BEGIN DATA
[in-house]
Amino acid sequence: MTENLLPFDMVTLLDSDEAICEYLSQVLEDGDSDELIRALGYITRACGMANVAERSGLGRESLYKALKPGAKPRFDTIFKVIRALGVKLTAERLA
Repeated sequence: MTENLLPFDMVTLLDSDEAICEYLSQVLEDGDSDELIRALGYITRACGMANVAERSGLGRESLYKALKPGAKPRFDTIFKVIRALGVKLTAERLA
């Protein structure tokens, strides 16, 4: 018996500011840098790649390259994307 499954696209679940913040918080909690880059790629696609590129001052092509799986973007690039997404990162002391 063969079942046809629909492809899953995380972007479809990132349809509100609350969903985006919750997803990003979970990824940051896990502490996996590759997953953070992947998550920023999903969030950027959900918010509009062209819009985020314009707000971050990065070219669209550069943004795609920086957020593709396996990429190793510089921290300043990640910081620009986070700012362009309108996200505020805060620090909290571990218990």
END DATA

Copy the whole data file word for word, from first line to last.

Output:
[in-house]
Amino acid sequence: MTENLLPFDMVTLLDSDEAICEYLSQVLEDGDSDELIRALGYITRACGMANVAERSGLGRESLYKALKPGAKPRFDTIFKVIRALGVKLTAERLA
Repeated sequence: MTENLLPFDMVTLLDSDEAICEYLSQVLEDGDSDELIRALGYITRACGMANVAERSGLGRESLYKALKPGAKPRFDTIFKVIRALGVKLTAERLA
């Protein structure tokens, strides 16, 4: 018996500011840098790649390259994307 499954696209679940913040918080909690880059790629696609590129001052092509799986973007690039997404990162002391 063969079942046809629909492809899953995380972007479809990132349809509100609350969903985006919750997803990003979970990824940051896990502490996996590759997953953070992947998550920023999903969030950027959900918010509009062209819009985020314009707000971050990065070219669209550069943004795609920086957020593709396996990429190793510089921290300043990640910081620009986070700012362009309108996200505020805060620090909290571990218990």